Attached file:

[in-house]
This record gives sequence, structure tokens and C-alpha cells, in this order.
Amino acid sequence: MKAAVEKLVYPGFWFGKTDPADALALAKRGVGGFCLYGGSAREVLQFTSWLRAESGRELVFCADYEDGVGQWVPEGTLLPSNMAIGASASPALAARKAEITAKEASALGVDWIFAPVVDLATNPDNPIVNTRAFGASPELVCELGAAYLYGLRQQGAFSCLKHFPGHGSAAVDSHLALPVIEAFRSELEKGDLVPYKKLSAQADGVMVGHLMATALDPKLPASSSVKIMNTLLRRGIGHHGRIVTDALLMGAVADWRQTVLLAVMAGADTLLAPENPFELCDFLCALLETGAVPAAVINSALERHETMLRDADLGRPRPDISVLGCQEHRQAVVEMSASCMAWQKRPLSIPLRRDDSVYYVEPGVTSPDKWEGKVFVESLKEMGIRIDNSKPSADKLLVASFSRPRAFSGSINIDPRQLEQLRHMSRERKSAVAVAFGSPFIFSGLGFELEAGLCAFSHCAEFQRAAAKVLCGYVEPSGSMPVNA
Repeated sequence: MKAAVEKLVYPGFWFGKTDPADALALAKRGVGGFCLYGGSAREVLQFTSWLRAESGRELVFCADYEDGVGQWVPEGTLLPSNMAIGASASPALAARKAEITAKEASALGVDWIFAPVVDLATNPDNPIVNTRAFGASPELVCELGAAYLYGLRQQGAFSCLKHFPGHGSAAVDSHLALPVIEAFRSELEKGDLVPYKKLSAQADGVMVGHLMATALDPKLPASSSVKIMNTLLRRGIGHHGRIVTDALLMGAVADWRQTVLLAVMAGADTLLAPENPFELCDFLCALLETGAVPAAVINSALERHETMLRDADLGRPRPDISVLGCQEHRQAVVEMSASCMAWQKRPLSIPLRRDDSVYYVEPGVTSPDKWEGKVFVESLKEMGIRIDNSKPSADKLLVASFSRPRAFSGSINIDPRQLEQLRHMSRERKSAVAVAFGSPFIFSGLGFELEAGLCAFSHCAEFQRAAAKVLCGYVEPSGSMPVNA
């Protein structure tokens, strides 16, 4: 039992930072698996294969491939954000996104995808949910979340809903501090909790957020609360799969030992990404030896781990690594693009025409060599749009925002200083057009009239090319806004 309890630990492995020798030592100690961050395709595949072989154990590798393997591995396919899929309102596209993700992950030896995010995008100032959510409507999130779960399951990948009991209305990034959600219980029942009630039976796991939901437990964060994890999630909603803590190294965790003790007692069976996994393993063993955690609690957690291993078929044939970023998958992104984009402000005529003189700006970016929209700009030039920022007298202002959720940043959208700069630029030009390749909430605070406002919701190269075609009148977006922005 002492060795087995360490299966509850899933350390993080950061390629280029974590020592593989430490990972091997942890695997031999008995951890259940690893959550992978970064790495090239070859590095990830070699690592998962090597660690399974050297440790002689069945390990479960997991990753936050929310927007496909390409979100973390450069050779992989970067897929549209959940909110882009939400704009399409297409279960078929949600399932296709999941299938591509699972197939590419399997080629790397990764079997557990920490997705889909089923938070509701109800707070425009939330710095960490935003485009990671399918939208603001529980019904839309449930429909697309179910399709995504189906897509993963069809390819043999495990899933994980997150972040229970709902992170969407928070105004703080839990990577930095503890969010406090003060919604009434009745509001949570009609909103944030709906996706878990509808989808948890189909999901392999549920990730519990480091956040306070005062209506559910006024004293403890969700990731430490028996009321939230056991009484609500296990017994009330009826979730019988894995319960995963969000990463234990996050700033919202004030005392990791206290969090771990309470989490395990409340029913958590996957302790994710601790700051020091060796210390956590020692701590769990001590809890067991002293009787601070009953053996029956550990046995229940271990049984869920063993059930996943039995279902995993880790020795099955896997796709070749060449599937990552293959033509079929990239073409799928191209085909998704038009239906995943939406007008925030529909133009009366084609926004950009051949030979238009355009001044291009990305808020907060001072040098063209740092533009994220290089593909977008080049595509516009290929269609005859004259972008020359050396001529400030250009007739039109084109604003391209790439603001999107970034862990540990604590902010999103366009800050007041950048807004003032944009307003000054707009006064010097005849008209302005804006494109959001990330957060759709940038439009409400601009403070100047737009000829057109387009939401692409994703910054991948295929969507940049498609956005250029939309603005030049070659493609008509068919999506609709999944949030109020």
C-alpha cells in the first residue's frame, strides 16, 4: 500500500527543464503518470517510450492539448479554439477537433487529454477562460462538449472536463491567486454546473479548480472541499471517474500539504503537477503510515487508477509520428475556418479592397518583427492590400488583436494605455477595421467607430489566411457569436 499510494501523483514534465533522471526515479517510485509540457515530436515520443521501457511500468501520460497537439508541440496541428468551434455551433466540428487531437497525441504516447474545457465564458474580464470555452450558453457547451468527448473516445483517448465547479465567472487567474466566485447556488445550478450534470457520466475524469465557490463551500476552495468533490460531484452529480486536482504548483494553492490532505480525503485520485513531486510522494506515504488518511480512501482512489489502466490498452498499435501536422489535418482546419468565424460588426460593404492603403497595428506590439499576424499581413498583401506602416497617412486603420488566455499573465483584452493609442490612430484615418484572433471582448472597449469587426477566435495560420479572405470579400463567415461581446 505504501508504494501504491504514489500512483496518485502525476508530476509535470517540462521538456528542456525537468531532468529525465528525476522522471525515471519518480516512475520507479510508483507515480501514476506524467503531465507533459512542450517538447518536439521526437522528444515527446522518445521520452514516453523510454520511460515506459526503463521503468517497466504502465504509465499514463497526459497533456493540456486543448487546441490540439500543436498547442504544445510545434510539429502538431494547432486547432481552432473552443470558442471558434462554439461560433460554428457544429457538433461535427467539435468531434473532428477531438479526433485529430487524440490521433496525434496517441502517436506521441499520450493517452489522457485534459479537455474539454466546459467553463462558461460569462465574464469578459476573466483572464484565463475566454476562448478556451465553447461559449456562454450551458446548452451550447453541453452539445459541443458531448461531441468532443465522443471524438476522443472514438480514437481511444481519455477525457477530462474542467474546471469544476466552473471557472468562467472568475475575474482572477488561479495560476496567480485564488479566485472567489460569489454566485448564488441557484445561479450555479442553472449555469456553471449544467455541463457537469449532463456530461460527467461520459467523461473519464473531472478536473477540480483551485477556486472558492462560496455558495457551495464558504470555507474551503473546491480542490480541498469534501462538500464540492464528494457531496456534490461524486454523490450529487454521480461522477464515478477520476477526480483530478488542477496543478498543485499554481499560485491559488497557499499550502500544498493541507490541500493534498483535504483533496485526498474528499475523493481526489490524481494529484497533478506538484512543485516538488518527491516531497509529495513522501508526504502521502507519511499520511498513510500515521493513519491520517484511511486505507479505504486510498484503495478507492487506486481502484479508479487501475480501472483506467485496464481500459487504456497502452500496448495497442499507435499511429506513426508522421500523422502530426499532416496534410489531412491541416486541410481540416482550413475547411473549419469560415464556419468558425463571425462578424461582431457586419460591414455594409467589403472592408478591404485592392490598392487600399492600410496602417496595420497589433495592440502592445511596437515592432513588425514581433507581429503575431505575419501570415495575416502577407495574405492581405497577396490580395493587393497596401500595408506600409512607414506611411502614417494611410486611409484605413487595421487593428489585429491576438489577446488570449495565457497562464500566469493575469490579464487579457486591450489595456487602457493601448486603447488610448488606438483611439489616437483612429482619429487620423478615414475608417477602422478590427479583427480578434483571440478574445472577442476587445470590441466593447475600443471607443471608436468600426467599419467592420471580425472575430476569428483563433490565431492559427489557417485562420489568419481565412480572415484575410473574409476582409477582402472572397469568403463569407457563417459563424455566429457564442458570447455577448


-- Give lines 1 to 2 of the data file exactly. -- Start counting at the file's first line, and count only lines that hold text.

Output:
[in-house]
This record gives sequence, structure tokens and C-alpha cells, in this order.